Protecting the Niche Difficult
Ms Ardern’s speech was tearful for other reasons as well. She got her nation’s top job in 2017, when she was mere 37. She got it again through re-election in 2020, riding on her government’s strong Covid response. Overwhelmed, Kiwis voted her back in. Inevitably, Ms Ardern is nostalgic over her glorious days as New Zealand’s youngest prime minister in 150 years and the planet’s youngest female head of a government at the time of her takeover. https://www.bloomberg.com/news/articles/2023-01-19/jacinda-ardern-resigns-achievements-and-low-points-as-new-zealand-pm
Heady days followed this takeover. Ms Ardern became a mother while in office. She was viewed by the global community as a progressivist. She was a welcome relief to the regressive politics practised by the far-rights of the earth. Her messages of compassion and inclusivity, and her anti-gun laws, cemented her niche among global leaders. Prime minister or not, Ms Ardern has now before her the formidable job of protecting her well-earned niche.
Hard Times Ahead for the Labour
Yet, Ms Ardern may not worry over Labour trailing the Christopher Luxon-led National Party. She may not agonise over support for the Labour languishing at 33 per cent in December 2022, behind the National Party’s 38 per cent. She may continue to bank on her personal popularity and electoral winnability. However, nonchalance alone is not enough for Labour’s survival in New Zealand.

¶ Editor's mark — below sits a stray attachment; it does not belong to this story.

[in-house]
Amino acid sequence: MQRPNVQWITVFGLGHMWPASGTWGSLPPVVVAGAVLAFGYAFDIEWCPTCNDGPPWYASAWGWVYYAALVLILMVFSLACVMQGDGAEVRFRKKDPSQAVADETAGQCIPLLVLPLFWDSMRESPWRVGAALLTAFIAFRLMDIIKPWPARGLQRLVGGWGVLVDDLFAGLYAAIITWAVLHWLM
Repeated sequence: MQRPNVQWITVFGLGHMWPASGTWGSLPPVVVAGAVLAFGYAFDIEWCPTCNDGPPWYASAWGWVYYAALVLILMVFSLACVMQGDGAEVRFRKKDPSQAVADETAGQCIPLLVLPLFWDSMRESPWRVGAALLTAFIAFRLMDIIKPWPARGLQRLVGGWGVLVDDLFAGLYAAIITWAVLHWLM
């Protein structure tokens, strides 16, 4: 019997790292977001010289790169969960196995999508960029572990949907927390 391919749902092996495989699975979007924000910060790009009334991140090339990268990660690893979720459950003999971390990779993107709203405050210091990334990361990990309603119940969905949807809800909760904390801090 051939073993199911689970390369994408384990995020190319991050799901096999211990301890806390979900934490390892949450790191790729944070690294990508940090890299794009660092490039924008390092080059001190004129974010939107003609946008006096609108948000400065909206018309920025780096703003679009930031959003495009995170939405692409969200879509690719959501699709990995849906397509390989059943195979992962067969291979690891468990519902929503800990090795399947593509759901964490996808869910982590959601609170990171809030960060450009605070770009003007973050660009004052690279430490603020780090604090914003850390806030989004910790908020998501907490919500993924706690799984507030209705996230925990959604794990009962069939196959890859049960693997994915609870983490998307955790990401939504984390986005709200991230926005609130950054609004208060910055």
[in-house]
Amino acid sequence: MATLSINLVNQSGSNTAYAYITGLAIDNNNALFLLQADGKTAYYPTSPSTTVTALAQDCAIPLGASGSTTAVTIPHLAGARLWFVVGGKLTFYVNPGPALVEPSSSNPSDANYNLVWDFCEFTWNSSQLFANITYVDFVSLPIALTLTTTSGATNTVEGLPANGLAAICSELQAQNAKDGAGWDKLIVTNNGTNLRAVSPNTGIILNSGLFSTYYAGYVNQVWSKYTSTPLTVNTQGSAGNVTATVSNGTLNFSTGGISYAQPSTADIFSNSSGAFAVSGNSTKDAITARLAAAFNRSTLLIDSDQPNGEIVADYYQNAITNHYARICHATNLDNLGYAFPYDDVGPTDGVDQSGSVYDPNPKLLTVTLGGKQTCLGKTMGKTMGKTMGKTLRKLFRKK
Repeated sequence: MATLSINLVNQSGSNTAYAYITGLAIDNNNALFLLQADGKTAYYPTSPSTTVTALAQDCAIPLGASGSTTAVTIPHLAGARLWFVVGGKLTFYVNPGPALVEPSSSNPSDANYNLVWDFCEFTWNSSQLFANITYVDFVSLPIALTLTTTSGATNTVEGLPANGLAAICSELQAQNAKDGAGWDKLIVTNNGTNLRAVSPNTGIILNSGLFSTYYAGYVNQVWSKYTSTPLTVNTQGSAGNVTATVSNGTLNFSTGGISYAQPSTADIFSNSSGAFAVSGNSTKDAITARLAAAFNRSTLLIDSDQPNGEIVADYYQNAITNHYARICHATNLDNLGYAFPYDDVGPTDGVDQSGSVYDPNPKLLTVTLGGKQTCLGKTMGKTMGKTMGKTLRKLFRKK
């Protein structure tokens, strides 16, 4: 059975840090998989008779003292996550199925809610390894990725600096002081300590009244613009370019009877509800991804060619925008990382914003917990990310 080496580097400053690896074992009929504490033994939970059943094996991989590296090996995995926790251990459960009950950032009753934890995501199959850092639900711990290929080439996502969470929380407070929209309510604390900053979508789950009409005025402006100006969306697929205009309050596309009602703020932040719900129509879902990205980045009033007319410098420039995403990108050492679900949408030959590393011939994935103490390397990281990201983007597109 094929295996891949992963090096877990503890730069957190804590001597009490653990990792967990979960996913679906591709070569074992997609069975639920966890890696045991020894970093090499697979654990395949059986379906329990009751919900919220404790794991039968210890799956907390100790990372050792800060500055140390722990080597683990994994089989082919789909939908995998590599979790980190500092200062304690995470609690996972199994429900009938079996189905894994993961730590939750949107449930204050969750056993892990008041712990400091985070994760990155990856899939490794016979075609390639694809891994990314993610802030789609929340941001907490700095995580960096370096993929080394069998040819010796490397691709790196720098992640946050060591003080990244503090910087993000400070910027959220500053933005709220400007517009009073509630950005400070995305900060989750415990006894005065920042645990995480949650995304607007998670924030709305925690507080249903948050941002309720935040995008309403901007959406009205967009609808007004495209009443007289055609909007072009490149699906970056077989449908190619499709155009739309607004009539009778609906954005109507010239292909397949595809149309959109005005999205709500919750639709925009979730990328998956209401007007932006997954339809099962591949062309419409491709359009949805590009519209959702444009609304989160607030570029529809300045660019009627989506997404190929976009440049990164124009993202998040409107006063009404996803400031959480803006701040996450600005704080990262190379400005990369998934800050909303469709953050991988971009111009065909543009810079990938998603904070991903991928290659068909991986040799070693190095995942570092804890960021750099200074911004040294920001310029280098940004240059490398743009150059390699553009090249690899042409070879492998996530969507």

Hard times are ahead for the Labour for sure. Cost of living is at a painful high. Inflation too. Alongside, home prices are dipping and home equity is shrinking. Surging interest rates are blocking escape routes for home owners. Adding insult to injury, violent crimes are rising. Such non-performance is making sure Ms Ardern’s support base shrinks further. Yet, as Labour’s prime political asset, Ms Ardern’s exit means disaster for her party. https://www.nzherald.co.nz/business/rising-interest-rates-will-test-nzs-financial-resilience-rbnz-warns/WIPMHZPTAFHNJKMDCTZZSVXXGY/
The Labour has nine months to go before the polls on 14 October this year. These nine months are looking dark for Labour. Ms Ardern says she will not stand for re-election and no clear successor is in sight. The Labour deputy leader Grant Robertson, a frontrunner, too says he is not keen on donning the leadership mantle. Making it more difficult for the Labour is the need to marshal a minimum two-third support from lawmakers. The Labour’s passage to power is riddled with many such uncertainties.
These uncertainties portend a power vacuum. Infighting is sure to erupt in a vacuum. Sworn enemies and conspiracy theorists too are waiting for the Labour to err. Ms Ardern was seen as a potent antidote to pernicious populism when she was voted in for New Zealand’s top job. Her shock-decision to exit will pave the path for populism’s re-entry in New Zealand. Yet another centric citadel faces the danger of falling to the far-right now. Bad news for liberalism and inclusivity in the island nation.